Not the least of these features is Samsung’s trademark Multi Window functionality. Reported as fully operational in the little NOOK hybrid by Engadget, this allows users to run two apps simultaneously, on the same screen. While this has become the standard in Samsung’s tablets, being able to utilize such a feature in an eReader is a definite game-changer for the educational tech market. This feature allows students to have an eBook open at the same time as their favorite note-taking app; this way they can take notes, follow along, and not worry about missing out on key lecture information or discussion while they switch between the two apps to catch up with the reading or put down a note. And unlike other devices with this kind of function, most notably laptops, the Tab 4 NOOK is small enough to carry in a purse or even a winter coat’s large inside pocket. Clocking in at less than 10 ounces in weight, users don’t have to worry about anything getting dragged down when they pack up this device to get to class.
While Gizmodo’s launch review of the Samsung Galaxy Tab 4 NOOK went so far as to ask “what’s the point?” even they declared that the main demographic for the device would be users who wanted an eReader with other, more complex functions. The tablet hybrid also comes with about $200 in freebies, including episodes of hit TV shows, free books, and even a year-long “trial” subscription to multiple nationally acclaimed magazines. Since one of these options is National Geographic, it again proves its worth to students across the country—easy access to academically accepted content just for buying a device that works just as well and costs less than half the price of the industry standard iPad? That’s more than worth it.
There are other options, but considering the Tab 4 NOOK is the only one in the current round of next-gen eReaders to offer more than eight hours of battery life in a single charge, even with Wi-Fi on and screen brightness up, it’s hard to justify getting anything else for the student in your life.
There was a time not too long ago that the only way to listen to audiobooks was to borrow a CD or tape from your local library. They degraded with use and most often were a victim of theft, due to its high value nature. In the last five years digital audio content has made things so much more accessible and is a rising force in US based libraries.
Audiobook publishing is certainly starting to be big business for major publishers and companies involved in distributing the content. In 2007 a paltry 3,073 digital titles were available and rose exponentially to over 20,000 published titles in 2013. The entire industry is said to be worth over two billion dollars, which is a huge jump from $480 million selling tapes and cassette in 1997.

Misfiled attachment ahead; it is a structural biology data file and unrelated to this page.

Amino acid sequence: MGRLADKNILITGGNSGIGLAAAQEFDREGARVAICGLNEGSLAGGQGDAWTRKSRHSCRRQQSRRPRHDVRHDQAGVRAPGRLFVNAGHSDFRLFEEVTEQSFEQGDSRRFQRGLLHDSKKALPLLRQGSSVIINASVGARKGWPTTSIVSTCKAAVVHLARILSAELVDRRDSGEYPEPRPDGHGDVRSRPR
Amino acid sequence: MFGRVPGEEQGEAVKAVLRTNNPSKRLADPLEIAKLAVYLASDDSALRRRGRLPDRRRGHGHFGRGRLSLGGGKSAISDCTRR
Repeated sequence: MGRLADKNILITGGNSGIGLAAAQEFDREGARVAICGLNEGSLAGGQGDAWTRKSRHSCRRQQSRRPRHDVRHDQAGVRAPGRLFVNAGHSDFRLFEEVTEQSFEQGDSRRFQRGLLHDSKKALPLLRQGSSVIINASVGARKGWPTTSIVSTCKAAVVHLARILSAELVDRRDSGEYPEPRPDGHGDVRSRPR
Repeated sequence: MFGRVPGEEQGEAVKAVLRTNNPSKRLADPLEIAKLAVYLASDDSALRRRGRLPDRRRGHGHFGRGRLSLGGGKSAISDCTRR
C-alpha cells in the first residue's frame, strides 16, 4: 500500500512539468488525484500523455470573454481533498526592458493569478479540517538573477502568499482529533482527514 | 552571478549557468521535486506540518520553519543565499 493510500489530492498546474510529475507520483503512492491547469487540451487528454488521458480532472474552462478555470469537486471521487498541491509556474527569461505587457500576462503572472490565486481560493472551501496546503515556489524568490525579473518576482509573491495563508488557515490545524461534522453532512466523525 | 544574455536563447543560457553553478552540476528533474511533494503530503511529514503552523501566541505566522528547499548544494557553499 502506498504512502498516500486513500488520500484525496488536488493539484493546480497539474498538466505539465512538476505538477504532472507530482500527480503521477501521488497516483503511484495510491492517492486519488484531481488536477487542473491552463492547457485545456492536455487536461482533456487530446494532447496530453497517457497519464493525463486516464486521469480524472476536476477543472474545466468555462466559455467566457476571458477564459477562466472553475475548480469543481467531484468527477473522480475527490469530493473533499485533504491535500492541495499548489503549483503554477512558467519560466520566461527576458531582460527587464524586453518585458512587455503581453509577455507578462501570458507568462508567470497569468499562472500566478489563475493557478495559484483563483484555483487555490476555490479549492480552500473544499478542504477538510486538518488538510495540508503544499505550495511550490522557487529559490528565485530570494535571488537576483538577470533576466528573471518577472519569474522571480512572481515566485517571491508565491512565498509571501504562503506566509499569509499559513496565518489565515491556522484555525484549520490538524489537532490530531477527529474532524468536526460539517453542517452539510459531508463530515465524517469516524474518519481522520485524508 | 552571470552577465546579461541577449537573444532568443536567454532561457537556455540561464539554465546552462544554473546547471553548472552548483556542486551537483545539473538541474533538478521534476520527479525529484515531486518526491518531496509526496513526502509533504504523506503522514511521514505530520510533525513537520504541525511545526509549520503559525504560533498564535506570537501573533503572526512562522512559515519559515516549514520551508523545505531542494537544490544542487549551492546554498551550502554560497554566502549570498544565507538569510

There are a number of major players providing audio services to libraries, 3M Cloud Library, Baker & Taylor, Hoopla and Overdrive. For the most part, these are the exact same companies that provide the libraries e-Book portfolio. In the US, 95% of all libraries have a digital collection and audio content is starting to play a more central role.
Audiobooks actually works fairly differently than e-Books do, on a business level. Many of the top distributors lean on 3rd parties for a full catalog of content. 3M and Baker and Taylor both get their audio editions from Findaway World, which is current market leader in production. Findaway has a catalog of over 50,000 titles and maintains production studios, narrators and crew in New York. Overdrive has their own internal solution, where they approach publishers directly and don’t do business with companies such as Audible or Findaway World.
Tom Mercer, Marketing Manager of 3M Cloud Library said “we see a tremendous opportunity to grow in the Audio space in 2015. Right now we’re two weeks into the “real world” of Audio, but customers really seem to like our solution. Our initial Beta feedback from very positive.”
Hoopla is an audiobook solution for libraries that floats under the radar, but are quickly making a name for themselves. The company has a catalog of 13,000 titles with 1,000 added each month. Hoopla deals with over 100 libraries in the US and charges no licensing fees with setting up the system, which is quite appealing to the average library. How does Hoopla make money? The company has employed the Pay Per Use model, which only charges the library when a specific title is checked out by a patron. Librarians can establish a weekly or monthly threshold, so they can ensure they will not go over budget. This financial model works for Hoopla because they can promote their entire catalog, while curating the bestsellers on the main page, so finding quality content is ridiculously easy.
Audiobooks are certainly finding their grove in libraries, but one of the big challenges is that the audio editions are not released at the same time as the print or e-Book versions. Library staff and patrons need to be aware of this issue. In addition, digital audiobooks often have some fairly high costs, compared to digital books. The average price of a new audiobook is between $30 to $60.
How well are the publishers doing in the audiobook sector? Cheryl Herman, marketing director for Penguin Random House’s Books on Tape & Listening Library said. “Our library sales for digital audio are up nearly 30% over 2013, we’re offering more and more titles on audio, and we’re not alone in that. There are also more players entering the market, and more titles overall being published than ever before.”